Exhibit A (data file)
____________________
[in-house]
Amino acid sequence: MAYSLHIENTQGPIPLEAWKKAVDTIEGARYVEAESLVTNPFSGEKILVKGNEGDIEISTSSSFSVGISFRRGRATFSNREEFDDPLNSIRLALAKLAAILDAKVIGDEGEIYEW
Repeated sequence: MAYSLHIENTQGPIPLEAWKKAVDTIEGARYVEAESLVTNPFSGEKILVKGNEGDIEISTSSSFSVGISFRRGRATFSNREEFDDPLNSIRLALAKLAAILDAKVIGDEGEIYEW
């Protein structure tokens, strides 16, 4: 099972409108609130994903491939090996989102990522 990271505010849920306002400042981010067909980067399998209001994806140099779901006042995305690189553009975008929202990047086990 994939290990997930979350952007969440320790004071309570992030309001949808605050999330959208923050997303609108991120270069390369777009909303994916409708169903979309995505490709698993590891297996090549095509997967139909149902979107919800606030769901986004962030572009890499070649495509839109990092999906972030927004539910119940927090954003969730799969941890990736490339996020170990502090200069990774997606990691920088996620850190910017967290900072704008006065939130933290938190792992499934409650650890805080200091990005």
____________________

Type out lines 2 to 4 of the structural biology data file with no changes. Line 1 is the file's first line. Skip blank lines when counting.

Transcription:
Amino acid sequence: MAYSLHIENTQGPIPLEAWKKAVDTIEGARYVEAESLVTNPFSGEKILVKGNEGDIEISTSSSFSVGISFRRGRATFSNREEFDDPLNSIRLALAKLAAILDAKVIGDEGEIYEW
Repeated sequence: MAYSLHIENTQGPIPLEAWKKAVDTIEGARYVEAESLVTNPFSGEKILVKGNEGDIEISTSSSFSVGISFRRGRATFSNREEFDDPLNSIRLALAKLAAILDAKVIGDEGEIYEW
């Protein structure tokens, strides 16, 4: 099972409108609130994903491939090996989102990522 990271505010849920306002400042981010067909980067399998209001994806140099779901006042995305690189553009975008929202990047086990 994939290990997930979350952007969440320790004071309570992030309001949808605050999330959208923050997303609108991120270069390369777009909303994916409708169903979309995505490709698993590891297996090549095509997967139909149902979107919800606030769901986004962030572009890499070649495509839109990092999906972030927004539910119940927090954003969730799969941890990736490339996020170990502090200069990774997606990691920088996620850190910017967290900072704008006065939130933290938190792992499934409650650890805080200091990005």